Environment Modules

LRZ uses the modules approach to manage the user environment for different software versions. This is the standard method available for user environment management on all Linux-based LRZ HPC platforms. The distinct advantage of the modules approach is that the user is no longer required to explicitly specify paths for different executable versions, and try to keep the MANPATH and related environment variables coordinated. With the modules approach, users simply 'load' and 'unload' modules to control their environment.


Modules provide an easy mechanism for managing the user's environment (PATH, MANPATH, and LD_LIBRARY_PATH, to name a few). To perform this in the current shell, the user types commands like

module load <package>

(making the settings for <package> available),

module unload <package>

(removing the settings for <package>).

On the LRZ HPC systems, setting up of the modules package is performed automatically at login. This includes

  • making the module command (as described below) available

  • loading a default set of module files: The exact set depends on the platform used. 

Details on Setup and Restrictions

Module classes

In order to impose some structure on the large number of provided modules, a number of module classes has been defined, one of which each module falls into:

  • applications: third party application programs will be entered here

  • compilers: programs for converting language source to machine code

  • environment: modules for providing LRZ specific environment variables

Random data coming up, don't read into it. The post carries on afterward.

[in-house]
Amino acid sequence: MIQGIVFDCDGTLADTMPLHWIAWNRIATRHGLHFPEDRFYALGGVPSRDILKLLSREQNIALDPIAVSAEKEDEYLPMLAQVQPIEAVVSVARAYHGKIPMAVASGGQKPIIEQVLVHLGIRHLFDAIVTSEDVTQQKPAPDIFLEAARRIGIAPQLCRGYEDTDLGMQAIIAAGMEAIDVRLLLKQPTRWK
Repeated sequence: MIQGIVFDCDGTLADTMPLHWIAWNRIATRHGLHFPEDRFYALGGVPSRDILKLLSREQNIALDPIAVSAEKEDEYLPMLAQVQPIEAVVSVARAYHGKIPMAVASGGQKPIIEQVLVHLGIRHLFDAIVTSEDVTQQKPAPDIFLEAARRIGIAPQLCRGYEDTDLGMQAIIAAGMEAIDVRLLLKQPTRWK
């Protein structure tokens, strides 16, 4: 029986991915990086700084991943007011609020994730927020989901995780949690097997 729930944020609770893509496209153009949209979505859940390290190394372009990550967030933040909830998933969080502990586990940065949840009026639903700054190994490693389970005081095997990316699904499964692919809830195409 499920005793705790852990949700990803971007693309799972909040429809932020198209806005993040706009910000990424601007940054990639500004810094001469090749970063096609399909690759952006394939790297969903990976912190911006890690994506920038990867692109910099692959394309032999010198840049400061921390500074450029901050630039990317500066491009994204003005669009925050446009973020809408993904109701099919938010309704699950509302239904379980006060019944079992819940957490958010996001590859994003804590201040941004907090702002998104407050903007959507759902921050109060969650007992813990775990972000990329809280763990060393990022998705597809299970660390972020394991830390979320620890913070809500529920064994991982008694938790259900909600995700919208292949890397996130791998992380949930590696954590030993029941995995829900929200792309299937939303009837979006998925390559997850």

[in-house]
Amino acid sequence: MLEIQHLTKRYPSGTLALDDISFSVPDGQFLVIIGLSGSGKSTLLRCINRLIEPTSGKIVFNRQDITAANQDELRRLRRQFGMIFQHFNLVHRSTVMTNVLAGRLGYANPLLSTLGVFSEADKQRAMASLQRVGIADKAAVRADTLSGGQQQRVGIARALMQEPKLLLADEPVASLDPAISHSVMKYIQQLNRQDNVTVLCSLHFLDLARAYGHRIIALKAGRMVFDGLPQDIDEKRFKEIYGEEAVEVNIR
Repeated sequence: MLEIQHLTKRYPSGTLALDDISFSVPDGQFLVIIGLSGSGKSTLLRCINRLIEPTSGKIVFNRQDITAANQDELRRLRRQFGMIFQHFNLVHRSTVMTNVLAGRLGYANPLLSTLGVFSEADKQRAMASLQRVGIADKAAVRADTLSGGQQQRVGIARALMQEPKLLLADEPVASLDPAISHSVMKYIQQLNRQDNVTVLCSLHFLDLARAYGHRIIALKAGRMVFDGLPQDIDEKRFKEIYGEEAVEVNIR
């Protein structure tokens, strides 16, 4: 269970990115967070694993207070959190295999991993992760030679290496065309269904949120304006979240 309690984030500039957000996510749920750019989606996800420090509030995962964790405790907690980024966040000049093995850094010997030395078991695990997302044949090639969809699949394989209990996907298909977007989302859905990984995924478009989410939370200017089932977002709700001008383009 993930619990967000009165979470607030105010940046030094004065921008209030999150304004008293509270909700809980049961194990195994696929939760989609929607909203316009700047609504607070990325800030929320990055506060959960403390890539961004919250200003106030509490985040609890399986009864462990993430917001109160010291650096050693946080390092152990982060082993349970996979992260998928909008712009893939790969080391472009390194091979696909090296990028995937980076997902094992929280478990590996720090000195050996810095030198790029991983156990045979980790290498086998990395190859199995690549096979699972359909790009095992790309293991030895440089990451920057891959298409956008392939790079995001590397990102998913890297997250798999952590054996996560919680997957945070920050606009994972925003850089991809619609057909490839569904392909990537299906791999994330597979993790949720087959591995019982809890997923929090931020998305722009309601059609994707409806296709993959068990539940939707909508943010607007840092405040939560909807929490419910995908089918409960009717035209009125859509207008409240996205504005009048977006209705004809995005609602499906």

• graphics: modules for providing graphics and visualization related functionality

  • io_tools: modules for I/O related libraries and tools
  • libraries: performance and functionality libraries

  • parallel: access to parallelization software, especially MPI

  • tools: development, tuning and debugging aids

There is a further, special extfiles category which will be used e.g., for applications with a rapidly changing profile or for testing. Please note that modules in this area are not guaranteed any support; also they may be removed on short order.

Generating new shells

While the environment generated within a shell should be inherited to newly generated ones (either the same shell, or other shells), the module command itself may not be. We recommend inserting the following lines into your shell init script (e.g. .bashrc for bash, or $ENV for ksh):

typeset -f module > /dev/null

if [ $? != 0 -a -r /etc/profile.d/modules.sh ] ; then

    source /etc/profile.d/modules.sh


Note that this will provide you with the same set of loaded modules as given last in the calling shell.

Using modules in batch jobs

The modules package is loaded by default at login. However, the typical batch systems are not able to reliably load the modules package. Hence, if you want to use modules within batch scripts, please do not forget to issue the following command as the first line of your script:

source /etc/profile.d/modules.sh

if your are a sh/bash/ksh user, and

source /etc/profile.d/modules.csh

in case your script is csh derived.

Module suboptions

Here is an overview of the most important command options:

module list
This lists all the modules which are currently loaded into the users' environment.
module avail
This option lists all the modules which are available to be loaded. Notice that many of them have version numbers associated with them. Modules makes it easy to switchbetween compiler/application/library versions. The module name without a version number is the production default.

Additional switches are availabe for this suboption:

  • module avail -d will only list the default versions
  • module avail -c <module_class> will only list modules from the specified class of modules.
These two switches can also be used in combination.
module help modulefile
If a module looks interesting, to get more information use this command to display the `help' information contained within the given module file.